King’s College Hospital is the first in the UK to use a newly approved stem cell therapy treatment for patients with lymphoma.
Chimeric antigen receptor T-cell therapy, known as CAR-T therapy, is a complex, personalised treatment that involves harvesting T cells – immune cells that recognise and kill viruses – from the patient and reprogramming them to recognise and kill cancer cells.
The pioneering treatment is currently being used on selected adult patients at King’s whose lymphoma has recurred.
Lymphoma is a cancer that starts in the immune system; in cells in the lymph nodes, spleen, thymus, bone marrow and other areas.
Research shows the treatment is effective in around 40-50 per cent of cases, including patients who have not responded well to chemotherapy.
However, the treatment also has some unpleasant, short-term side effects.
While being treated with CAR-T, patients are also screened for anxiety and depression and given mental health support to cope with the side effects of treatments.
This joined-up approach to mental and physical health is unique in the UK, and thanks to a partnership between King’s Guy’s and the Maudsley.
One of the first CAR-T patients is Mike Simpson, aged 62, from Durham.
The married father-of-two was diagnosed with stage 4a Diffuse Large B-Cell Lymphoma, a form of blood cancer, in 2015.
After receiving chemotherapy and radiotherapy at his local hospital, and going into remission, he then relapsed ten months later.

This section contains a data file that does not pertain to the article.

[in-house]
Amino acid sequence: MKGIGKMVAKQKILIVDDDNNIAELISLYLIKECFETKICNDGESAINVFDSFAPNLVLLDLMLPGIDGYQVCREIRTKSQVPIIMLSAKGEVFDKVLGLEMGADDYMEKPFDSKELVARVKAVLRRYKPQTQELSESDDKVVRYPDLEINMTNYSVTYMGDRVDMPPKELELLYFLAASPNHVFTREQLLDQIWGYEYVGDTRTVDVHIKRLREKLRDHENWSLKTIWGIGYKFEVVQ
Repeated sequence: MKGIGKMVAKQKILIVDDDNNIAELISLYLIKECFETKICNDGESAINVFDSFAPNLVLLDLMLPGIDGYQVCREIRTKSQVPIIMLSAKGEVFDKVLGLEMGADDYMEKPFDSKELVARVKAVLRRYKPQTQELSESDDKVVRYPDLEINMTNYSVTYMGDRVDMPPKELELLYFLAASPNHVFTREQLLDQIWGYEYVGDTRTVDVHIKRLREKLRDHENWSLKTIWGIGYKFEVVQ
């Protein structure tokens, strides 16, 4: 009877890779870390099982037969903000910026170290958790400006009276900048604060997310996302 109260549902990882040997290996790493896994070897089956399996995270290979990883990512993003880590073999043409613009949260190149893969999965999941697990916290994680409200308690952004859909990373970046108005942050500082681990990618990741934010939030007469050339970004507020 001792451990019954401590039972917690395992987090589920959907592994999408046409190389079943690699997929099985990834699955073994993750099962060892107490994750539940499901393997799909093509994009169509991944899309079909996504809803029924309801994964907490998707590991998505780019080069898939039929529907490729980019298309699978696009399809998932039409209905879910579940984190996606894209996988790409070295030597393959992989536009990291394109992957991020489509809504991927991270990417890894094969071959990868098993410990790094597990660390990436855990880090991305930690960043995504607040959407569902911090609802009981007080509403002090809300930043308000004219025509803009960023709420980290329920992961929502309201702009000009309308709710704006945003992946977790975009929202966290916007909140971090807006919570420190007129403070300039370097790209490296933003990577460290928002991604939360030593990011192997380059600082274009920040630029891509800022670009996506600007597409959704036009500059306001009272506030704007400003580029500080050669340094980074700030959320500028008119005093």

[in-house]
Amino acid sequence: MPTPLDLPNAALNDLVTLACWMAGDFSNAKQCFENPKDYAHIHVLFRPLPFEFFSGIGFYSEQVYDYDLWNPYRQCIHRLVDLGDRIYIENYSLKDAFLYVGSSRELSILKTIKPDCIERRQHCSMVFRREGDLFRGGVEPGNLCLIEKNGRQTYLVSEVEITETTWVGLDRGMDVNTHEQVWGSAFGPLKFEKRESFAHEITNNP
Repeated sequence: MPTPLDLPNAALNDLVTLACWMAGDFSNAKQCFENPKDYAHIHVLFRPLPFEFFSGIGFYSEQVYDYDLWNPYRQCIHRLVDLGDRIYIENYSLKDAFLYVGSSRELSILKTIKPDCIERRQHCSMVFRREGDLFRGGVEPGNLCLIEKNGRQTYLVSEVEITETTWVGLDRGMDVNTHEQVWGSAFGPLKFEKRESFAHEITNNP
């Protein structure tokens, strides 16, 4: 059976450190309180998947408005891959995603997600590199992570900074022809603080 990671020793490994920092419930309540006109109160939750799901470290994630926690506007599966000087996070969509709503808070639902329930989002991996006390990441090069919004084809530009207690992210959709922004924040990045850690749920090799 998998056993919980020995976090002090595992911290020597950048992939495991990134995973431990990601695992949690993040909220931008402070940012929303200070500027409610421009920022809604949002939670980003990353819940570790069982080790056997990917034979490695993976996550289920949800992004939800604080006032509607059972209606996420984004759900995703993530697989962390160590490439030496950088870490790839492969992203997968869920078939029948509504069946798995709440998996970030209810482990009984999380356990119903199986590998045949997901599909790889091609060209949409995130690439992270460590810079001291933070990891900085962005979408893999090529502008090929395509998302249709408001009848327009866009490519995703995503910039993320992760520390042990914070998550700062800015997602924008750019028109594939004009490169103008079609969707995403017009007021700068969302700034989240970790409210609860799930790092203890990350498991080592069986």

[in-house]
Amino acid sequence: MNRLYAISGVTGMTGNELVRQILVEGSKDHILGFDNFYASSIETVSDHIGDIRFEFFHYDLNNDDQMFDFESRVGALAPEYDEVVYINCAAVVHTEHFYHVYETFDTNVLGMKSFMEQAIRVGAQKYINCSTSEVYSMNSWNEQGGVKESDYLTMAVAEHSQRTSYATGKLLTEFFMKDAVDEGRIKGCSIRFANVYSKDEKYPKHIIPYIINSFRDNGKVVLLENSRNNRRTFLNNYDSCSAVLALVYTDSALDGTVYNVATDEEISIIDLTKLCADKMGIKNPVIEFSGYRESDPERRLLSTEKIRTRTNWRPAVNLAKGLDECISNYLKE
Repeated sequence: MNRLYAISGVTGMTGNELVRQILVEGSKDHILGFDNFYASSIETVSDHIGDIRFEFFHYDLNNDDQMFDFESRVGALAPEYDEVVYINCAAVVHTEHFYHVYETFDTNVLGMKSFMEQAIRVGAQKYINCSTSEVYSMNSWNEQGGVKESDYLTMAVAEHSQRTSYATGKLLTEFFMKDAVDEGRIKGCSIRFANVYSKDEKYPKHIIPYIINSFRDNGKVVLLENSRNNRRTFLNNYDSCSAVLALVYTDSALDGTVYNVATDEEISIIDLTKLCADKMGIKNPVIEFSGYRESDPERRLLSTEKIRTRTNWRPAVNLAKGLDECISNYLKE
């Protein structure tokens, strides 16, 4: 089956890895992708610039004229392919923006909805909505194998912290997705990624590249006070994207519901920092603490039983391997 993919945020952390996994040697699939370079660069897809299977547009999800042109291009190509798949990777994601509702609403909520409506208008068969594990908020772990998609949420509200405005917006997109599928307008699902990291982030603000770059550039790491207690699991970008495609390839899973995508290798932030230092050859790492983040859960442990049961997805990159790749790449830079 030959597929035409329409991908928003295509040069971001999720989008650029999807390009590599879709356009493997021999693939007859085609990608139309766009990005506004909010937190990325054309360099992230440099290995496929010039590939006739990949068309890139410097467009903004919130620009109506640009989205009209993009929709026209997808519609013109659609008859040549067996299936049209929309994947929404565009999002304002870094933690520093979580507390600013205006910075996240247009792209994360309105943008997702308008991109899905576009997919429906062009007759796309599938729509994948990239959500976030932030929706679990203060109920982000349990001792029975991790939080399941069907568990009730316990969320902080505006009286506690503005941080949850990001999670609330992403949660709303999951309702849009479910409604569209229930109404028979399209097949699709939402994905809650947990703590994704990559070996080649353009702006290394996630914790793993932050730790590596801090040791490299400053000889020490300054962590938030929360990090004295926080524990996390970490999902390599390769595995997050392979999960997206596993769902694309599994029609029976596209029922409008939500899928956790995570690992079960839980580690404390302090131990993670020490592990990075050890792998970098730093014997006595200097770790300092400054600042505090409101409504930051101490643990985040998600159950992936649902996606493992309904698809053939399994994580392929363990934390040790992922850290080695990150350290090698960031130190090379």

After going into remission for a second time, his cancer returned.
He said: “In October 2018, I began experiencing back pain, stomach discomfort and severe vomiting so I went for more tests and was given the news the cancer was back.
“Dr Wendy Osborne and colleagues at the Northern Centre For Cancer Care (NCCC), Freeman Hospital Newcastle, explained CAR T therapy, which looked very promising so when I was given the opportunity to have the therapy at King’s I jumped at it, and I am very grateful the team at NCCC put me forward.”
Mike’s cells were harvested in early January 2019 and sent to the USA to be modified before being transfused in February.
“The team at King’s explained all about the treatment and possible side effects,” he said.
“Despite this, it still came as a big shock to me and my family when I became unwell a few days after the infusion.
“It was no walk in the park. I spent almost a week in intensive care and when I was well enough to be moved back to the ward I had to re-learn basic tasks such as climbing stairs.
“I was fortunate to have the support of my wife and children, who had to watch me go through the changes hoping all the time they would be temporary.”
He is now back at home and hopes to return to work.
“I’m incredibly grateful for being given the opportunity to have this therapy as I know it’s a costly, one-time treatment.
“I describe it as my L’Oreal treatment… because I’m worth it,” he laughed.
Simon Stevens, chief executive of NHS England Improvement said, “CAR-T shows huge promise and it is fantastic to see that patients in the NHS are among the first in the world to benefit.
“The start of this treatment marks the beginning of a new era of personalised medicine, and forms part of the upgrade in cancer services which are set out in the NHS long term plan.”
Dr Victoria Potter, consultant haematologist and director of stem cell transplantation at King’s, said, “In cases such as Mike’s, CAR-T therapy is a last resort when other treatments have failed.
“Although it does not work for everyone, from what we have observed in clinical trials this type of personalised medicine offers real hope for lymphoma patients who otherwise would have limited options.
“We are very hopeful this treatment will be a game-changer for our patients.”